Pew Foundation (US) – Fact Sheet
Data Trends: Utah Criminal Justice Reform – After bipartisan law passed in 2015, state’s prison population dropped 9%

Utah saw its prison population increase five times the national averages:  19% from 2004-2013.  Anticipating a cost increase or 37% or $500 million over the next twenty years the state adopted a series of reforms, based on the notion that prison should be reserved for serious and violent offences.  At the same time, the state strengthened community supervision, expanded and improved re-entry, and supervised the implementation of the reforms.  The link offers the stats coming from the reforms.   Related article: Texas Public Policy (US) – Marc Levin and Michael Haugen Open Roads and Overflowing Jails  (A view previously reported in upstate N.Y. – a contrary increase in inmate population in rural communities.)  Related article: The Marshall Project (US) – Nicole Lewis  Maryland Leads as Prison Populations Continue to Decline – Sentencing reforms still curbing mass incarceration, but some eye reversals.   Related article: Reuters (US) – Sarah N. Lynch   Compassionate release for dying prisoners underused: report   Related article: Pew Foundation – Matt McKillop   Health Care Continuity After Prison Protects Investments and Progress – States take a variety of steps to smooth re-entry and preserve positive outcomes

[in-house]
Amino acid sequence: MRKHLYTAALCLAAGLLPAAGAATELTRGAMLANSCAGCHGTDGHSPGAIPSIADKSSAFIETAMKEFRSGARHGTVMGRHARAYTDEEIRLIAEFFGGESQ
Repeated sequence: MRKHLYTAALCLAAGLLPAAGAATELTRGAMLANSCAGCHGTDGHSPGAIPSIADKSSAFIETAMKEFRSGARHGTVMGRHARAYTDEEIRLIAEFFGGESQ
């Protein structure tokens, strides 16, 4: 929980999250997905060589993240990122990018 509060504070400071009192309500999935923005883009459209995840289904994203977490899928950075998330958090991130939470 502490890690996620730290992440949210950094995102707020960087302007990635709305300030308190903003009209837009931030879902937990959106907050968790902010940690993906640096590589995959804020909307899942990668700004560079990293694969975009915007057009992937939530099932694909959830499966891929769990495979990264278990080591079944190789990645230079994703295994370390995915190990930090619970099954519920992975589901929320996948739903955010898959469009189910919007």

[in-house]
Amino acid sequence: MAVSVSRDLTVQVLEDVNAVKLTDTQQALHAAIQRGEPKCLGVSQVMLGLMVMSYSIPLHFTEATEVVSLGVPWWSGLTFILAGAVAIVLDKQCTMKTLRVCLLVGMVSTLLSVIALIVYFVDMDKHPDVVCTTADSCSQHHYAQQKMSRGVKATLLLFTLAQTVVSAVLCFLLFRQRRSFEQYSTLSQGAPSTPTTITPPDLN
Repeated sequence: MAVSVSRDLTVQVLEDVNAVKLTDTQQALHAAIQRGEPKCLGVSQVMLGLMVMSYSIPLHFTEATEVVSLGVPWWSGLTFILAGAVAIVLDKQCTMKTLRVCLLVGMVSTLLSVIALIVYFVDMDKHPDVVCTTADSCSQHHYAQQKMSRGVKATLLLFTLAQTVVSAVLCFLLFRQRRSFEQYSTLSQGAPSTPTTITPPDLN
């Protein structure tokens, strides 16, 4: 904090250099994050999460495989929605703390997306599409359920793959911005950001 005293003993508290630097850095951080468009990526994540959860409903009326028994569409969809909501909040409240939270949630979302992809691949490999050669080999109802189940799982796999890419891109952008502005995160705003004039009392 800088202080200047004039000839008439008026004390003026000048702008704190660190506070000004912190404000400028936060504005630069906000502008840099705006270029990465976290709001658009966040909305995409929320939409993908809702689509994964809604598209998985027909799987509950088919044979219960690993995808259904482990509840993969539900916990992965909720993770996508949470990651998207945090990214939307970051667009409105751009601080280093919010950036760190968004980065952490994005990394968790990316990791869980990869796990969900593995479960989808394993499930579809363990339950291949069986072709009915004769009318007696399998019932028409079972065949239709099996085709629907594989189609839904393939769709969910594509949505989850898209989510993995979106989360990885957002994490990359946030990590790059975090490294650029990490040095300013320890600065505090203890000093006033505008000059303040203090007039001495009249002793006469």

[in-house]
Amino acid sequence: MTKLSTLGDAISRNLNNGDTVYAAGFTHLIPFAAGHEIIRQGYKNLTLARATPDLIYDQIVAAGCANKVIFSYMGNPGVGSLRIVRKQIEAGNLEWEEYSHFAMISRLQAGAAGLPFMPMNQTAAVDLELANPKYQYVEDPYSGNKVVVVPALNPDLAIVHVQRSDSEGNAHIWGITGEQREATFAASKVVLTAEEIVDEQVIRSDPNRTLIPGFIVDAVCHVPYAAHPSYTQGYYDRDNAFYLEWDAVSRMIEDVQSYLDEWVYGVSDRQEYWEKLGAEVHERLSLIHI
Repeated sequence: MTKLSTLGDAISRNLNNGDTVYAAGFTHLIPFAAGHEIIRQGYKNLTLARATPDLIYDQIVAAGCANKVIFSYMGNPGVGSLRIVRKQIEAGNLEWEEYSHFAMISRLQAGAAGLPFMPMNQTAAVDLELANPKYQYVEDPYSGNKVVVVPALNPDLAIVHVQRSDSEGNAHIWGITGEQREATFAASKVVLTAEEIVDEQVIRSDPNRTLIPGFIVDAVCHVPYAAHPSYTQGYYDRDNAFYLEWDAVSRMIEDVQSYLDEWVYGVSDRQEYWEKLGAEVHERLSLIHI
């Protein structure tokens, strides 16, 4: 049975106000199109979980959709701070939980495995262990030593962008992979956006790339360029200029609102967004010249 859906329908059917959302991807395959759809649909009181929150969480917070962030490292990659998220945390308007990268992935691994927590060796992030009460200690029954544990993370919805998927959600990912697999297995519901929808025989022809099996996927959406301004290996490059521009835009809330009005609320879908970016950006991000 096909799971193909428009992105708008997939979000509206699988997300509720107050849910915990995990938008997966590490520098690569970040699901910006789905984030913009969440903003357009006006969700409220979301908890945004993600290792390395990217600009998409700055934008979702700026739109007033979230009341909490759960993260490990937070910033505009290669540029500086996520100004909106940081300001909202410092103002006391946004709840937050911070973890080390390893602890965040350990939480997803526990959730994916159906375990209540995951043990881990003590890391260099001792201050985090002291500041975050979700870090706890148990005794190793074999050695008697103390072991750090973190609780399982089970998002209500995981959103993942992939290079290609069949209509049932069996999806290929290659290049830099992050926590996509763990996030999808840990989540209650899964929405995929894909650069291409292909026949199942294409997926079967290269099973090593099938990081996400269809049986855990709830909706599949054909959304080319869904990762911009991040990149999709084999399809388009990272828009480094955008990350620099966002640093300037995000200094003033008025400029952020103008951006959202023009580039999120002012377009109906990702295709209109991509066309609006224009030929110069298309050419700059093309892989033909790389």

Blogger Russell Webster (UK)
Government’s privatisation of the probation service

Webster is blogging on the failure of the UK’s new private probation system under the reform dictated by the Ministry of Justice.  The failure will lead to yet another revision so Webster outlines the problems that led to this most recent failure as judged by the Ministry’s own yardstick.

Blogger Russell Webster (UK)